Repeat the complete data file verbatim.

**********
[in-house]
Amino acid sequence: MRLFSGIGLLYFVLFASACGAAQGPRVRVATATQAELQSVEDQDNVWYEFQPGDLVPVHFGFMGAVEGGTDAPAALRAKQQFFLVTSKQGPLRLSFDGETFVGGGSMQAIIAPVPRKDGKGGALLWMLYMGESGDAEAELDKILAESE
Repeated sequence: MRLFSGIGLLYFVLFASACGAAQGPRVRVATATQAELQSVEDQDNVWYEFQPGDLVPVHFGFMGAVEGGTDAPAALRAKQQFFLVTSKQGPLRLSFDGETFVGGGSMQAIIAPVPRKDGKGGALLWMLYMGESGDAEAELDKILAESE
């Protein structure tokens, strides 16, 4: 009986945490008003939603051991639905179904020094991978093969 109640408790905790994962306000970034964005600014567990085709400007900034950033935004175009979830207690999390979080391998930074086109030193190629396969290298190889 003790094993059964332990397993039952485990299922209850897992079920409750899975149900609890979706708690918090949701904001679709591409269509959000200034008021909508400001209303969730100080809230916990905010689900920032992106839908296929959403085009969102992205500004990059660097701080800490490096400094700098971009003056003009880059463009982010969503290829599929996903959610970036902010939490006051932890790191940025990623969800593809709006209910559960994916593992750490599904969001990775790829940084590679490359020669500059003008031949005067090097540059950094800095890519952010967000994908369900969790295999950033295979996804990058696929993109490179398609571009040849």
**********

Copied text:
[in-house]
Amino acid sequence: MRLFSGIGLLYFVLFASACGAAQGPRVRVATATQAELQSVEDQDNVWYEFQPGDLVPVHFGFMGAVEGGTDAPAALRAKQQFFLVTSKQGPLRLSFDGETFVGGGSMQAIIAPVPRKDGKGGALLWMLYMGESGDAEAELDKILAESE
Repeated sequence: MRLFSGIGLLYFVLFASACGAAQGPRVRVATATQAELQSVEDQDNVWYEFQPGDLVPVHFGFMGAVEGGTDAPAALRAKQQFFLVTSKQGPLRLSFDGETFVGGGSMQAIIAPVPRKDGKGGALLWMLYMGESGDAEAELDKILAESE
């Protein structure tokens, strides 16, 4: 009986945490008003939603051991639905179904020094991978093969 109640408790905790994962306000970034964005600014567990085709400007900034950033935004175009979830207690999390979080391998930074086109030193190629396969290298190889 003790094993059964332990397993039952485990299922209850897992079920409750899975149900609890979706708690918090949701904001679709591409269509959000200034008021909508400001209303969730100080809230916990905010689900920032992106839908296929959403085009969102992205500004990059660097701080800490490096400094700098971009003056003009880059463009982010969503290829599929996903959610970036902010939490006051932890790191940025990623969800593809709006209910559960994916593992750490599904969001990775790829940084590679490359020669500059003008031949005067090097540059950094800095890519952010967000994908369900969790295999950033295979996804990058696929993109490179398609571009040849």